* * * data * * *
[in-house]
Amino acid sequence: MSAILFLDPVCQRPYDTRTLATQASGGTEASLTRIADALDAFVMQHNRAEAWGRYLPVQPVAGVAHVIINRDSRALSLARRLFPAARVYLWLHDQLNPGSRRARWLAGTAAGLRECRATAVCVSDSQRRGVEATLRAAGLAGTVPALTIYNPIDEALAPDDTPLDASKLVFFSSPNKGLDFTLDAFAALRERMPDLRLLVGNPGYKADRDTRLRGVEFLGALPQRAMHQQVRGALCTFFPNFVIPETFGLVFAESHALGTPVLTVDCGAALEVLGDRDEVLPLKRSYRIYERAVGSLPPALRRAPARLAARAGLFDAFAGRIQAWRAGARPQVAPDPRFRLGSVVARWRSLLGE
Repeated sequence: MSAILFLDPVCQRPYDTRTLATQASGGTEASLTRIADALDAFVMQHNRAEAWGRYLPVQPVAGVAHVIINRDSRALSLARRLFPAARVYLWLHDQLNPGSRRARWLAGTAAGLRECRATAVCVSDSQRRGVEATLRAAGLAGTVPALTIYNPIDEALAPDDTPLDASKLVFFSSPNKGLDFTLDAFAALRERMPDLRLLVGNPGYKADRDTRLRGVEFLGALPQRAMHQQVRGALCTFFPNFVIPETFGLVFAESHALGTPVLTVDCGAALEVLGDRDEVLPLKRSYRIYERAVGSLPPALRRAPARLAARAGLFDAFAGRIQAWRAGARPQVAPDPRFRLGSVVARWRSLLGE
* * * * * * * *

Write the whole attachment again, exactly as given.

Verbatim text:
[in-house]
Amino acid sequence: MSAILFLDPVCQRPYDTRTLATQASGGTEASLTRIADALDAFVMQHNRAEAWGRYLPVQPVAGVAHVIINRDSRALSLARRLFPAARVYLWLHDQLNPGSRRARWLAGTAAGLRECRATAVCVSDSQRRGVEATLRAAGLAGTVPALTIYNPIDEALAPDDTPLDASKLVFFSSPNKGLDFTLDAFAALRERMPDLRLLVGNPGYKADRDTRLRGVEFLGALPQRAMHQQVRGALCTFFPNFVIPETFGLVFAESHALGTPVLTVDCGAALEVLGDRDEVLPLKRSYRIYERAVGSLPPALRRAPARLAARAGLFDAFAGRIQAWRAGARPQVAPDPRFRLGSVVARWRSLLGE
Repeated sequence: MSAILFLDPVCQRPYDTRTLATQASGGTEASLTRIADALDAFVMQHNRAEAWGRYLPVQPVAGVAHVIINRDSRALSLARRLFPAARVYLWLHDQLNPGSRRARWLAGTAAGLRECRATAVCVSDSQRRGVEATLRAAGLAGTVPALTIYNPIDEALAPDDTPLDASKLVFFSSPNKGLDFTLDAFAALRERMPDLRLLVGNPGYKADRDTRLRGVEFLGALPQRAMHQQVRGALCTFFPNFVIPETFGLVFAESHALGTPVLTVDCGAALEVLGDRDEVLPLKRSYRIYERAVGSLPPALRRAPARLAARAGLFDAFAGRIQAWRAGARPQVAPDPRFRLGSVVARWRSLLGE